TSMC Chip
Image Credit: TSMC

Naming convention, and nomenclature, can potentially affect the successful marketing of products and product lines. Head of Marketing Godfrey Cheng of Taiwan Semiconductor Manufacturing Company recently spoke about this dynamic. As a guest on AMD’s ‘Meet the Experts‘ he goes into some detail regarding the current node naming convention.

The current path

TSMC is well known for leading the race for the incredible shrinking die. Their node process has helped propel AMD back to for forefront of the consumer market. AMD’s current Ryzen and Navi product lines both use TSMC’s 7nm or N7 nodes. The next increment will be 5nm, or N5, and then 3nm, or N3. Samsung recently announced they’ve begun producing a 3nm node. Obviously we’ll soon hit a point where this naming convention will no longer work. However it seems that this standard is not as accurate of a descriptor as it would seem. Mr. Cheng explained that this has been the case since nodes were at the 0.35 micron level. He goes on to elaborate that the current descriptor does not accurately represent the physical transistor density.

Godfrey Cheng is not alone in this observation. Intel has spoken up about this numerous times. PCGamesN noted one such blog post from 2017. In that post Mark Bohr referenced Moore’s Law and its relation to the industry standard. He notes the current practice simply names by 0.7 times smaller such as 90nm, 65nm, 45nm, etc. This practice is used even when a particular manufacturer does not indeed have said transistor density. Both share the opinion that the current naming convention does not require manufacturers to accurately describe the architecture or transistor density. In turn it prevents customers from being able to easily identify unique processes of each node. Intel has proposed going to a transistor naming density formula instead.

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Peter Brosdahl

As a child of the 70’s I was part of the many who became enthralled by the video arcade invasion of the 1980’s. Saving money from various odd jobs I purchased my first computer from a friend of my...

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5 Comments

  1. They wouldn’t need to change the naming convention , ef everyone just stuck to the standard that already exists instead of lying and coming up with “marketing numbers” for node size, based on a combinantion of gate length and half pitch.

    You don’t get to have a new standard just because you have been lying about what your process is for years.

    ITRS defined it. Stick to the original ITRS definition.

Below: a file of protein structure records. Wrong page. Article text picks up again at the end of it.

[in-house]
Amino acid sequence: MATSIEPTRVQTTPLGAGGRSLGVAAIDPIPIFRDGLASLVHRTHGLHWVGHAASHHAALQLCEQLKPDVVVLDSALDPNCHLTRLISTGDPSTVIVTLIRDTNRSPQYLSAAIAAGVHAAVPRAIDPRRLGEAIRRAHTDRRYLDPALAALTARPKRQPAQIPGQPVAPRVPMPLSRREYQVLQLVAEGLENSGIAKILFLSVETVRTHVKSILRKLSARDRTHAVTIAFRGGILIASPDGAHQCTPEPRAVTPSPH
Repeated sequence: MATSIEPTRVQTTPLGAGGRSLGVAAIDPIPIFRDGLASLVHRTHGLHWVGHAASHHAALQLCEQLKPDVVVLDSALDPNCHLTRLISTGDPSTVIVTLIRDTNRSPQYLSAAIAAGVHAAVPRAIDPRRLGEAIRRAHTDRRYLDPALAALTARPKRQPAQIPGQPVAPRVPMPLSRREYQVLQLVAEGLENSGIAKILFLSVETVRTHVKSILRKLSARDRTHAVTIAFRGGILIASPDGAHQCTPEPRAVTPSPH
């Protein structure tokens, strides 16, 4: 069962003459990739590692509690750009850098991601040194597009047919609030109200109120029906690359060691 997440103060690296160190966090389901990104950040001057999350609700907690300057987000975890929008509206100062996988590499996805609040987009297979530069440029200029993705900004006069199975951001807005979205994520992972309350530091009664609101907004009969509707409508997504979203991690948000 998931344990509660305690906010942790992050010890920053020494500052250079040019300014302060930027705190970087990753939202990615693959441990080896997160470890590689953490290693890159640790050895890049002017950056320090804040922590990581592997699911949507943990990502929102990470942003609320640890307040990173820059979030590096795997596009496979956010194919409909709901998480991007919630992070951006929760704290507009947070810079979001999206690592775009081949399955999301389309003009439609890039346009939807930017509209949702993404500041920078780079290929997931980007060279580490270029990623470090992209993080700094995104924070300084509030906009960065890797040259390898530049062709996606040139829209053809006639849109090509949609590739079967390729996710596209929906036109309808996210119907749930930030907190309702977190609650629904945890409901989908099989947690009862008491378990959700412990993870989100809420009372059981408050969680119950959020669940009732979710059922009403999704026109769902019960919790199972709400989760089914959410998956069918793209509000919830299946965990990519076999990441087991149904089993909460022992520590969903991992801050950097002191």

Shoot everyone in marketing in the head.

    Problem solved.

  2. Actually, here is some interesting information I was unaware of [URL=’https://en.wikichip.org/wiki/technology_node’]courtesy of WikiChip[/URL]:

    So, process nodes were originally named after gate length.

    This held up until 1997. At that point the gates actually shrunk FASTER than the names. At the time Intel hit their 45nm process, the gate length was actually 25nm, so they were using a higher number for their nodes than was accurate.

    That’s where further gate shrinkage did not work. Other features kept getting smaller, but gates kept the same size or got larger. 32nm actually had larger gates than 45nm.

    Gates have not really shrunk since Intel’s 45nm process (when they were 25nm in size), but all other features have kept shrinking and ocverall chips have become more and more dense, despite the gates staying at or above 25nm.

    The part I don’t understand is why the ITRS definition of a process node which is [I]”the smallest half-pitch of contacted metal 1 lines allowed in the fabrication process”[/I] can’t still be used.

    Unless I have misunderstood the terminology, this seems to not care about what feature you are talking about (gate or whatever) and is more concerned with the smallest feature a process can support, which seems like a very reasonable way of measuring a process.

    The only reason fabs don’t do this – I presume – is for marketing purposes.

    So, I stand by my statement that marketers should be shot.

  3. As a person in the enterprise space… I really wish the sales people of corporations were not full of attractive women that brought along engineers and more. Engineers… Be use I wouldn’t entertain so many offers that are meaningless. 😉

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